Propellant. Engines need it and our ion engine is no exception. Ours is an electrostatic ion engine that accelerates both ions and electrons, using lasers to boost the plasma flow rate through a novel nozzle. The question then becomes, how do we get the raw material for a plasma? The plan so far has been to use a small cylinder of compressed gas – perhaps an 8 gram nitrous oxide cylinder commonly used to make whipped cream to order. The gas is stable and easy to obtain. The only projected difficulty was metering the gas flow in orbit as most valves are simply too large physically for our satellite.
That was the plan until we looked back at our ConOps documentation. After we ship our satellite to the launch provider, we can’t expect them to do substantial technical work installing our gas cylinder and checking flows immediately prior to launch. We have to plan that they will only remove our “Remove Before Flight” pins and that our satellite could spend a month in desert temperatures. It doesn’t seem practical to presume o-rings, screw threads, and a homemade micro valve will stand up to those temperature swings without leaking.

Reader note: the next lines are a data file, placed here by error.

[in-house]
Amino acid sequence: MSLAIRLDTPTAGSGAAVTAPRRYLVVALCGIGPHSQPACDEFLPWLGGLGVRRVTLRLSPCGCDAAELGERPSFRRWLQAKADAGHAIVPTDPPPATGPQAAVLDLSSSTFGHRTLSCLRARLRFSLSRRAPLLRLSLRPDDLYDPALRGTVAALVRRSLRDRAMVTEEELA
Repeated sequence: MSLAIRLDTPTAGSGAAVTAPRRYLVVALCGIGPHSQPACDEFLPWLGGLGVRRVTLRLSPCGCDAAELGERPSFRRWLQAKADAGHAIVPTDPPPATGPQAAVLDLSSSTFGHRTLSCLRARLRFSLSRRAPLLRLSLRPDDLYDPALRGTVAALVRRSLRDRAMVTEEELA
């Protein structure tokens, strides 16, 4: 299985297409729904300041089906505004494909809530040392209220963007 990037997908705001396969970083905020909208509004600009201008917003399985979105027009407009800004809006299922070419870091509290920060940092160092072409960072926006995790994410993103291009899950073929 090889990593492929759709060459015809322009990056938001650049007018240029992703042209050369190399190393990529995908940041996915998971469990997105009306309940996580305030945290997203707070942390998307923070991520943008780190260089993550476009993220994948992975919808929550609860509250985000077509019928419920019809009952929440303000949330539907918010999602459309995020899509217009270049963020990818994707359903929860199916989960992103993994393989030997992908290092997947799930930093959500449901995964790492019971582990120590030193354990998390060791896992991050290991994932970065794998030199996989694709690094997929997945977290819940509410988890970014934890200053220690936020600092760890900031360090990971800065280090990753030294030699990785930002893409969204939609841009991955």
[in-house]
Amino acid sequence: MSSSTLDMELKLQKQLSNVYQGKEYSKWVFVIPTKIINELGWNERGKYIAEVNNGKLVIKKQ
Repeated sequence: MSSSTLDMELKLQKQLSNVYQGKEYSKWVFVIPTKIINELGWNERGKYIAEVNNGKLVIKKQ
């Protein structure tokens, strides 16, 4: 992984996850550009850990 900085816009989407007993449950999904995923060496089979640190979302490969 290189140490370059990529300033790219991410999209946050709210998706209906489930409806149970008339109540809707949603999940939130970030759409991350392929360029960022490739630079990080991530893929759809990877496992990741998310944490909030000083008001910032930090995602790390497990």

Our new idea: use a closed cell foam filled with pressurized nitrogen, vaporizing the supporting plastic and releasing the enclosed nitrogen using a spark system similar to that used by Pulsed Plasma Thrusters (PPTs). PPTs create an arc across the face of a solid Teflon bar, turning a few micrograms of Teflon into plasma. The plasma moves along the PPT’s cathode and anode by Lorentz forces, much the same way that a rail gun accelerates its conducting projectile.
We won’t be building a PPT of course, but will use the inspiration of eroding a fuel bar, making some plastic-based plasma and nitrogen-based plasma from a temperature stable storage media.